Though they’re surrounded by talented support — Plummer, Stellan Skarsgard (A Somewhat Gentle Man) as Wanger’s eldest son, Robin Wright (The Conspirator) as Blomkvist’s co-publisher and sometimes lover and Yorick van Wageningen (Winter in Wartime) as Lisbeth’s sadistic legal guardian — it’s really all about Mara (who’s excellent) and Craig (also fine in a far less attention-grabbing role). Their characters don’t come together until the film’s midway point, when Blomkvist meets Salander and asks her to “help me catch a killer of women.” The two then engage in a professional and increasingly personal relationship for the rest of the movie, the latter not really playing as well as the former. But that’s okay since the mystery, adapted with appropriate economic and cinematic clarity by top screenwriter Steven Zaillian (Moneyball), at the heart of the movie is the real juice here.

Like the high-definition editions of most of Fincher’s catalog, The Girl With the Dragon Tattoo boasts outstanding video and audio quality. The film’s overall look is a muted one, colored with slate grays, muted greens and pale auburns. (Even the snow looks kind of washed out.)  It’s an appropriately chilly-looking backdrop, the kind that really feels like it could cover up a mystery for decades. The audio track is similarly studied and effective, serving up the dialog with crisp efficiency, the chatter emerging from a sea of scene-specific sound effects that include rainfall, winter winds and the frequent tap-tap-tapping of a computer keyboard.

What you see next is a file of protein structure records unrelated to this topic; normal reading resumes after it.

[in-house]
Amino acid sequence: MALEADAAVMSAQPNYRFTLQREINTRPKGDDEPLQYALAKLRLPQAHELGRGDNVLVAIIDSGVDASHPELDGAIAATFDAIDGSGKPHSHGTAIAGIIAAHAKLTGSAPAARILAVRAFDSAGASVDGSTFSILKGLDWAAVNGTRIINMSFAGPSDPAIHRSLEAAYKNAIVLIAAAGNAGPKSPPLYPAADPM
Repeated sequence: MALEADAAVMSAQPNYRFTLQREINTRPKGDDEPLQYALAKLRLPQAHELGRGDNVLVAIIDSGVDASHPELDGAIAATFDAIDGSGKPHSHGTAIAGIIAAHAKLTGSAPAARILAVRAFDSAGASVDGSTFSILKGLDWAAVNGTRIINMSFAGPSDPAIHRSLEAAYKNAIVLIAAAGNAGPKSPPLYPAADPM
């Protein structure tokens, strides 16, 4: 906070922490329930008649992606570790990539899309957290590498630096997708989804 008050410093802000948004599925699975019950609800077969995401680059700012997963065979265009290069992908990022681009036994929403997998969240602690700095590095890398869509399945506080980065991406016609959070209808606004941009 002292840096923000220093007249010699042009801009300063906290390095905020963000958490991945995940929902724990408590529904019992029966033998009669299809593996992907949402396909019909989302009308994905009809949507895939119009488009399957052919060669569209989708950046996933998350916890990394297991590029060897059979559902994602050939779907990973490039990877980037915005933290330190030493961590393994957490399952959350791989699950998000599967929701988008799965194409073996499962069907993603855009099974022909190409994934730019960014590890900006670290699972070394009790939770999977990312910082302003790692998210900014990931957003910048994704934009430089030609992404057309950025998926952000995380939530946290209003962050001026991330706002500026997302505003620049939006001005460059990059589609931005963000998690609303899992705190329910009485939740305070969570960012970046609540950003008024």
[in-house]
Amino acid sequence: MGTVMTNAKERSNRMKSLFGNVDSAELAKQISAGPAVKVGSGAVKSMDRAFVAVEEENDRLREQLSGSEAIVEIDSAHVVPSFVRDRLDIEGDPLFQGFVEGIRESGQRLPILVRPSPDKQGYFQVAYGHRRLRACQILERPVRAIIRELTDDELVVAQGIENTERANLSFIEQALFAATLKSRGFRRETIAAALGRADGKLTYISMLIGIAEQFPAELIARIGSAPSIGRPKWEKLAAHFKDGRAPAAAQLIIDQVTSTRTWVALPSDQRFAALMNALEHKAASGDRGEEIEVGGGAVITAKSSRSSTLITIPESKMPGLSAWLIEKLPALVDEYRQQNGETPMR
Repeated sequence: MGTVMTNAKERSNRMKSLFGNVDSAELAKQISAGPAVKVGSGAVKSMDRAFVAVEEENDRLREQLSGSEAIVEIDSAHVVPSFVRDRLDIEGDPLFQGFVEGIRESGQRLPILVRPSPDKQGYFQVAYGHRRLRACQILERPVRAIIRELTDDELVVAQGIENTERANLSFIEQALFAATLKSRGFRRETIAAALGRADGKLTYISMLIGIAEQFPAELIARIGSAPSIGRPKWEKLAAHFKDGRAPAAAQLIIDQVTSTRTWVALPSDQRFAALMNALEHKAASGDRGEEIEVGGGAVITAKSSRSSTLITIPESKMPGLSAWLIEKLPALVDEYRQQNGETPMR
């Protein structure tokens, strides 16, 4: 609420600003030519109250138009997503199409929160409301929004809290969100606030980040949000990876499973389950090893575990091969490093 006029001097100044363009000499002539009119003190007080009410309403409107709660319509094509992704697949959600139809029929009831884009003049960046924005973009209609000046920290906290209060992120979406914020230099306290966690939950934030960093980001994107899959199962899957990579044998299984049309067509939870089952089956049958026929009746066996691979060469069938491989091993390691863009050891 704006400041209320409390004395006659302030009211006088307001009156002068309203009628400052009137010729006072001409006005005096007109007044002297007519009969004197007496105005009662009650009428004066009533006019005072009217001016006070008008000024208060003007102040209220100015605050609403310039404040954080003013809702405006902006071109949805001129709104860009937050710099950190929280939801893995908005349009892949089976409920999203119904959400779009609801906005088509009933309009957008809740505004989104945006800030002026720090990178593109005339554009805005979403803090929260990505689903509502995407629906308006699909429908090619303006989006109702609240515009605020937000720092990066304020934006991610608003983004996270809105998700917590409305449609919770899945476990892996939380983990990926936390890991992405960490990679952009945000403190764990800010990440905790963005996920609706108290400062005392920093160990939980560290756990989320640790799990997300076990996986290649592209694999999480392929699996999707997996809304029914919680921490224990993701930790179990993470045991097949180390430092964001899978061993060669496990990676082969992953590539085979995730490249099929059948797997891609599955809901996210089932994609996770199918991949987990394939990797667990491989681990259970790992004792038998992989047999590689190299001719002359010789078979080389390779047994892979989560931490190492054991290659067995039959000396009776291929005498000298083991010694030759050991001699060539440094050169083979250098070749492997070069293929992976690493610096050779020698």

The Blu-ray edition of Dragon Tattoo contains hours of bonus materials, most of them housed on their own disc (with the primary exception being Fincher’s commentary track which, like his previous ones, is both engaging and illuminating). Separated into four sections or “files” — Characters, On Location, Post Production, and Promotion — disc two’s collection of interviews, featurettes, behind-the-scenes footage, scene breakdowns, montages and galleries covers virtually every aspect of the film production, from Blur Studios’ creation of the nightmarish opening credit sequence (set to a cover of Zeppelin’s “Immigrant Song”) up through the various designs for the film’s promotional campaign.

Of particular note among the extras are Rooney’s memories of her nearly year-long road to being cast, a story that finds her dropping F-bombs a’plenty, and a featurette about shooting the film on Stockholm’s streets and in its subways.

Also memorable are Fincher’s comments on why he was attracted to the material and his ideas on what made Larsson’s book so popular.

“I think people are perverts,” he says. “I’ve maintained that. That’s the foundation of my career.”


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About Laurence

Founder and editor Laurence Lerman saw Alfred Hitchcock’s North by Northwest when he was 13 years old and that’s all it took. He has been writing about film and video for more than a quarter of a century for magazines, anthologies, websites and most recently, Video Business magazine, where he served as the Reviews Editor for 15 years.